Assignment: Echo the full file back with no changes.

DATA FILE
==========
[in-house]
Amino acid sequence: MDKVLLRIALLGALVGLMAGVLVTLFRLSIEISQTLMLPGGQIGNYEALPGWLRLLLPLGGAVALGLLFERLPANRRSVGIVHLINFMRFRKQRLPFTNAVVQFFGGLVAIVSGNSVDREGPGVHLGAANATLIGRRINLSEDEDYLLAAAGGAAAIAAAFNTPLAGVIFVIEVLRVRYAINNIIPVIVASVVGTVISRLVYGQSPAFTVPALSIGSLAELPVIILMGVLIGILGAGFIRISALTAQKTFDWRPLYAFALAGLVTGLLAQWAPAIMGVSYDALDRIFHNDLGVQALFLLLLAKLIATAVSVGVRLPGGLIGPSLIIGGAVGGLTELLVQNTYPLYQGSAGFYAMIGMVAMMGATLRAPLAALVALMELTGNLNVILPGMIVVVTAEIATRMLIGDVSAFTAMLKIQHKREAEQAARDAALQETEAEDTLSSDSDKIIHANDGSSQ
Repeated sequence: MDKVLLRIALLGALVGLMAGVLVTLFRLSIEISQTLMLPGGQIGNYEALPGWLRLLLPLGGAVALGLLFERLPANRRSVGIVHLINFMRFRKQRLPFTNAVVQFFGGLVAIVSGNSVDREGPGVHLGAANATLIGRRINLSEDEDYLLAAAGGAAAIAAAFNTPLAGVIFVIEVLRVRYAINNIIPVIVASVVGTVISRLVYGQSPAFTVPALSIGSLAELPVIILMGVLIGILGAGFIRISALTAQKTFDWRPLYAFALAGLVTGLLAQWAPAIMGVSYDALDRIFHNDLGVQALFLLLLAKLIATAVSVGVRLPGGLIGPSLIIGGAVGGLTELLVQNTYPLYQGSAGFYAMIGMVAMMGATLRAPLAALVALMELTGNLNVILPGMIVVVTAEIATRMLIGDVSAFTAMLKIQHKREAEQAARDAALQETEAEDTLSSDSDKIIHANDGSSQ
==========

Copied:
[in-house]
Amino acid sequence: MDKVLLRIALLGALVGLMAGVLVTLFRLSIEISQTLMLPGGQIGNYEALPGWLRLLLPLGGAVALGLLFERLPANRRSVGIVHLINFMRFRKQRLPFTNAVVQFFGGLVAIVSGNSVDREGPGVHLGAANATLIGRRINLSEDEDYLLAAAGGAAAIAAAFNTPLAGVIFVIEVLRVRYAINNIIPVIVASVVGTVISRLVYGQSPAFTVPALSIGSLAELPVIILMGVLIGILGAGFIRISALTAQKTFDWRPLYAFALAGLVTGLLAQWAPAIMGVSYDALDRIFHNDLGVQALFLLLLAKLIATAVSVGVRLPGGLIGPSLIIGGAVGGLTELLVQNTYPLYQGSAGFYAMIGMVAMMGATLRAPLAALVALMELTGNLNVILPGMIVVVTAEIATRMLIGDVSAFTAMLKIQHKREAEQAARDAALQETEAEDTLSSDSDKIIHANDGSSQ
Repeated sequence: MDKVLLRIALLGALVGLMAGVLVTLFRLSIEISQTLMLPGGQIGNYEALPGWLRLLLPLGGAVALGLLFERLPANRRSVGIVHLINFMRFRKQRLPFTNAVVQFFGGLVAIVSGNSVDREGPGVHLGAANATLIGRRINLSEDEDYLLAAAGGAAAIAAAFNTPLAGVIFVIEVLRVRYAINNIIPVIVASVVGTVISRLVYGQSPAFTVPALSIGSLAELPVIILMGVLIGILGAGFIRISALTAQKTFDWRPLYAFALAGLVTGLLAQWAPAIMGVSYDALDRIFHNDLGVQALFLLLLAKLIATAVSVGVRLPGGLIGPSLIIGGAVGGLTELLVQNTYPLYQGSAGFYAMIGMVAMMGATLRAPLAALVALMELTGNLNVILPGMIVVVTAEIATRMLIGDVSAFTAMLKIQHKREAEQAARDAALQETEAEDTLSSDSDKIIHANDGSSQ